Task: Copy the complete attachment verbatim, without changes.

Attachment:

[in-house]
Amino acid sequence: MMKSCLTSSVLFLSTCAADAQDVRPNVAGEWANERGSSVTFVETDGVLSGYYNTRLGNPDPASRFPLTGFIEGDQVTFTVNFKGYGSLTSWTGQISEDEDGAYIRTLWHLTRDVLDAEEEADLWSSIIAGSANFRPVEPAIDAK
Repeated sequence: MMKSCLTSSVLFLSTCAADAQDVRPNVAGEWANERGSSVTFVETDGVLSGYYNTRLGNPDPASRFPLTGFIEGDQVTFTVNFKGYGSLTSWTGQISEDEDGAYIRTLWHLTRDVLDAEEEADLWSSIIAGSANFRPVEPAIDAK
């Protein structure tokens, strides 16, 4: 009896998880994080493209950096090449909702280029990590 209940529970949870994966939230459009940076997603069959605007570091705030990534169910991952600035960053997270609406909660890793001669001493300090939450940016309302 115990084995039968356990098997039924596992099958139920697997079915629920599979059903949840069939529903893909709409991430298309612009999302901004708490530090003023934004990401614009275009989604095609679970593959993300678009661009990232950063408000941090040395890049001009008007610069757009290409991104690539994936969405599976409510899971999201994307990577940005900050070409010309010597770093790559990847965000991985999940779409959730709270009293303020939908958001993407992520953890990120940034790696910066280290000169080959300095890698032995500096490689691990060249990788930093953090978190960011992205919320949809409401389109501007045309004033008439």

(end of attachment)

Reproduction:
[in-house]
Amino acid sequence: MMKSCLTSSVLFLSTCAADAQDVRPNVAGEWANERGSSVTFVETDGVLSGYYNTRLGNPDPASRFPLTGFIEGDQVTFTVNFKGYGSLTSWTGQISEDEDGAYIRTLWHLTRDVLDAEEEADLWSSIIAGSANFRPVEPAIDAK
Repeated sequence: MMKSCLTSSVLFLSTCAADAQDVRPNVAGEWANERGSSVTFVETDGVLSGYYNTRLGNPDPASRFPLTGFIEGDQVTFTVNFKGYGSLTSWTGQISEDEDGAYIRTLWHLTRDVLDAEEEADLWSSIIAGSANFRPVEPAIDAK
């Protein structure tokens, strides 16, 4: 009896998880994080493209950096090449909702280029990590 209940529970949870994966939230459009940076997603069959605007570091705030990534169910991952600035960053997270609406909660890793001669001493300090939450940016309302 115990084995039968356990098997039924596992099958139920697997079915629920599979059903949840069939529903893909709409991430298309612009999302901004708490530090003023934004990401614009275009989604095609679970593959993300678009661009990232950063408000941090040395890049001009008007610069757009290409991104690539994936969405599976409510899971999201994307990577940005900050070409010309010597770093790559990847965000991985999940779409959730709270009293303020939908958001993407992520953890990120940034790696910066280290000169080959300095890698032995500096490689691990060249990788930093953090978190960011992205919320949809409401389109501007045309004033008439």